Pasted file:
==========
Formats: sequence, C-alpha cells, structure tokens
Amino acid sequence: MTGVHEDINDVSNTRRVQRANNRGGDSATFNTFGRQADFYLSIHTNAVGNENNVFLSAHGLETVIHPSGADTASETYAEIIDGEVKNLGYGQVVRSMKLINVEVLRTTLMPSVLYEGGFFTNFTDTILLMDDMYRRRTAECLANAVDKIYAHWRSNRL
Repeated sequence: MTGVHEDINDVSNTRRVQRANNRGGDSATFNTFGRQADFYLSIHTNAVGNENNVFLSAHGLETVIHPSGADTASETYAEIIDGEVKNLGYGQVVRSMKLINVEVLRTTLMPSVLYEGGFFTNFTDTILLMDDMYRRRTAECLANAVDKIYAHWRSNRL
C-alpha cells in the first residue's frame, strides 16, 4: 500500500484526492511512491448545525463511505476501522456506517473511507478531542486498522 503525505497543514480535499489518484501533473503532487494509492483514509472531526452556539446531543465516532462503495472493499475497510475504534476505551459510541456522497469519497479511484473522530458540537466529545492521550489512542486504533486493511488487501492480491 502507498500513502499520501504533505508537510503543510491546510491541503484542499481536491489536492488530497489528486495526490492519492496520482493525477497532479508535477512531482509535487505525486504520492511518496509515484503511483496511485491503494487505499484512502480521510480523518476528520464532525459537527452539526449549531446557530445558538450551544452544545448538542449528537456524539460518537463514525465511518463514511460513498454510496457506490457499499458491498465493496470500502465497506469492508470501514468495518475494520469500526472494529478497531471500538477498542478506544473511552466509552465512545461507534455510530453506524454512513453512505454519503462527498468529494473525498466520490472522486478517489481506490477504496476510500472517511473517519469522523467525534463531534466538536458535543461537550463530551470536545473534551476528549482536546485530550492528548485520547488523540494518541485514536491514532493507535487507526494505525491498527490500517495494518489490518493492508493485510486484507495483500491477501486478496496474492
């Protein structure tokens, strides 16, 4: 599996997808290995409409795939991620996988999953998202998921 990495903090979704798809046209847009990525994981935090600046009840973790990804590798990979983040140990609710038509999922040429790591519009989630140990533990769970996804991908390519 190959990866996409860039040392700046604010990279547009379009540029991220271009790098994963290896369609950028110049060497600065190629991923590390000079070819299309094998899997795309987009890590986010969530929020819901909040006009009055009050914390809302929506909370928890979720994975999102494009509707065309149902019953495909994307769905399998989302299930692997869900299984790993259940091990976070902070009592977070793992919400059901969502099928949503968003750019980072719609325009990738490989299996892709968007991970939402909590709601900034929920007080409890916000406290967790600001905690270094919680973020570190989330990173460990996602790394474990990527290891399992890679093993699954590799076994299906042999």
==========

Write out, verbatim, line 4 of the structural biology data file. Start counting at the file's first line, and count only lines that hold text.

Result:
C-alpha cells in the first residue's frame, strides 16, 4: 500500500484526492511512491448545525463511505476501522456506517473511507478531542486498522 503525505497543514480535499489518484501533473503532487494509492483514509472531526452556539446531543465516532462503495472493499475497510475504534476505551459510541456522497469519497479511484473522530458540537466529545492521550489512542486504533486493511488487501492480491 502507498500513502499520501504533505508537510503543510491546510491541503484542499481536491489536492488530497489528486495526490492519492496520482493525477497532479508535477512531482509535487505525486504520492511518496509515484503511483496511485491503494487505499484512502480521510480523518476528520464532525459537527452539526449549531446557530445558538450551544452544545448538542449528537456524539460518537463514525465511518463514511460513498454510496457506490457499499458491498465493496470500502465497506469492508470501514468495518475494520469500526472494529478497531471500538477498542478506544473511552466509552465512545461507534455510530453506524454512513453512505454519503462527498468529494473525498466520490472522486478517489481506490477504496476510500472517511473517519469522523467525534463531534466538536458535543461537550463530551470536545473534551476528549482536546485530550492528548485520547488523540494518541485514536491514532493507535487507526494505525491498527490500517495494518489490518493492508493485510486484507495483500491477501486478496496474492